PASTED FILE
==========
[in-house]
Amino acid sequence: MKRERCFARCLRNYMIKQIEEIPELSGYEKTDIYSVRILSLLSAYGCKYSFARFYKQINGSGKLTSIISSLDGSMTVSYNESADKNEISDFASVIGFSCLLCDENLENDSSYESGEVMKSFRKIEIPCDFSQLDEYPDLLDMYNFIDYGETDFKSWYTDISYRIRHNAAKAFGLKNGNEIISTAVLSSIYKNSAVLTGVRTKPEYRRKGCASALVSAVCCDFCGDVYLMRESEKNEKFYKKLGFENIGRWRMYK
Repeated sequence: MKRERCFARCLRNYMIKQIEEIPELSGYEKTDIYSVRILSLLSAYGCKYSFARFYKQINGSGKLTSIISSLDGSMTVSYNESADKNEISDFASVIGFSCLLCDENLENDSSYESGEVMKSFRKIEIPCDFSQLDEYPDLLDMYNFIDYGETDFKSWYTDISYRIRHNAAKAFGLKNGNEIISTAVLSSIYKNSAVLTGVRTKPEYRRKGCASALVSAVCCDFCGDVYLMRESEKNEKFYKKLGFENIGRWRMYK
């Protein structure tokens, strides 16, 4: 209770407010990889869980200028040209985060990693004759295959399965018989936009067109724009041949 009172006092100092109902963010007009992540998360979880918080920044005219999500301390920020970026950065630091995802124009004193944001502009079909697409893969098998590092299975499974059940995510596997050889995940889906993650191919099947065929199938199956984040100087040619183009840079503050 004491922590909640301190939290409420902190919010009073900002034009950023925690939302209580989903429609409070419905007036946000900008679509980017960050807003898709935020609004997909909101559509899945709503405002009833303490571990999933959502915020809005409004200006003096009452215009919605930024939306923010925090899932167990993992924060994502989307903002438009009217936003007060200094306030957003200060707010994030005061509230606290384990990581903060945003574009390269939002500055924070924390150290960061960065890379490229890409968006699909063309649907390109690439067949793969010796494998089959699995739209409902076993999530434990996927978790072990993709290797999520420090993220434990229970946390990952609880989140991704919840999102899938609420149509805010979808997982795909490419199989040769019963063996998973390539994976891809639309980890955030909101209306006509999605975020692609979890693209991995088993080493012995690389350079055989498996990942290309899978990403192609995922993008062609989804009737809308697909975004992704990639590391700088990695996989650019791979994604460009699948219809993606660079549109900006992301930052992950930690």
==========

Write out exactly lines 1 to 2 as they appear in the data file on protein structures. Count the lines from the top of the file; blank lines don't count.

[in-house]
Amino acid sequence: MKRERCFARCLRNYMIKQIEEIPELSGYEKTDIYSVRILSLLSAYGCKYSFARFYKQINGSGKLTSIISSLDGSMTVSYNESADKNEISDFASVIGFSCLLCDENLENDSSYESGEVMKSFRKIEIPCDFSQLDEYPDLLDMYNFIDYGETDFKSWYTDISYRIRHNAAKAFGLKNGNEIISTAVLSSIYKNSAVLTGVRTKPEYRRKGCASALVSAVCCDFCGDVYLMRESEKNEKFYKKLGFENIGRWRMYK